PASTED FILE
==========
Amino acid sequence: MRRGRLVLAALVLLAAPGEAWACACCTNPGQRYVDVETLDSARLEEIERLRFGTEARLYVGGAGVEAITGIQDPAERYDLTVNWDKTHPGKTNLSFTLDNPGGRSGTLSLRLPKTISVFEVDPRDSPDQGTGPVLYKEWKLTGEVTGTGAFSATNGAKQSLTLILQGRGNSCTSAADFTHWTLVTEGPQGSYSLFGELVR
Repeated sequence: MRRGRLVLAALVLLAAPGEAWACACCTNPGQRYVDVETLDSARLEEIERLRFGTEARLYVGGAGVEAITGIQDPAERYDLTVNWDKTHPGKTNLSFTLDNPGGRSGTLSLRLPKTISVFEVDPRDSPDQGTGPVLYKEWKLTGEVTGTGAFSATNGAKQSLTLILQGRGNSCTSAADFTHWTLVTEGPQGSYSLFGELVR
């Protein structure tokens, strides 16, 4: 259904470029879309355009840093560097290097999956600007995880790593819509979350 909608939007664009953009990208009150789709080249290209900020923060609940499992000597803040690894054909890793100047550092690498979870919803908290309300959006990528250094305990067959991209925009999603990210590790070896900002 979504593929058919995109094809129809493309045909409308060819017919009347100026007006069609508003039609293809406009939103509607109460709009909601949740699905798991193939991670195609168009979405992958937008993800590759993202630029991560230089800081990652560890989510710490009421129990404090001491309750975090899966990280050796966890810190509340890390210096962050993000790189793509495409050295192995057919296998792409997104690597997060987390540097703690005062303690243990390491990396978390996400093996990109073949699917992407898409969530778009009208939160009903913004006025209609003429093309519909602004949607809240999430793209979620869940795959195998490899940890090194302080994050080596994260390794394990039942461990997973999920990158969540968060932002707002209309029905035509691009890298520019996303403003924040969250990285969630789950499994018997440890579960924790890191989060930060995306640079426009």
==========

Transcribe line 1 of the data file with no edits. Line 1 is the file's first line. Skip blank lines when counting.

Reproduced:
Amino acid sequence: MRRGRLVLAALVLLAAPGEAWACACCTNPGQRYVDVETLDSARLEEIERLRFGTEARLYVGGAGVEAITGIQDPAERYDLTVNWDKTHPGKTNLSFTLDNPGGRSGTLSLRLPKTISVFEVDPRDSPDQGTGPVLYKEWKLTGEVTGTGAFSATNGAKQSLTLILQGRGNSCTSAADFTHWTLVTEGPQGSYSLFGELVR